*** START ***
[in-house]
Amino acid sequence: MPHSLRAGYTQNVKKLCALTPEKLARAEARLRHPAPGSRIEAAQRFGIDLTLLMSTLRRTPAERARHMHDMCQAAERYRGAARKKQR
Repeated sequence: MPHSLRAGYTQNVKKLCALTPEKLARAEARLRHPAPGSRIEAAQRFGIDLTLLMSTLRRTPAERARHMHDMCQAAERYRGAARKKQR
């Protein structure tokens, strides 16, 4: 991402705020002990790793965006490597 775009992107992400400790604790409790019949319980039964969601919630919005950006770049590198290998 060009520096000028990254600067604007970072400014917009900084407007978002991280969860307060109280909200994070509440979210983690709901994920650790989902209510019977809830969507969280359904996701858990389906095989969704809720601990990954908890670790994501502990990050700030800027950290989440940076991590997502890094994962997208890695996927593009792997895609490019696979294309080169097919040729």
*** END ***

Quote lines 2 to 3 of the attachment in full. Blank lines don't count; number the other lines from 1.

Amino acid sequence: MPHSLRAGYTQNVKKLCALTPEKLARAEARLRHPAPGSRIEAAQRFGIDLTLLMSTLRRTPAERARHMHDMCQAAERYRGAARKKQR
Repeated sequence: MPHSLRAGYTQNVKKLCALTPEKLARAEARLRHPAPGSRIEAAQRFGIDLTLLMSTLRRTPAERARHMHDMCQAAERYRGAARKKQR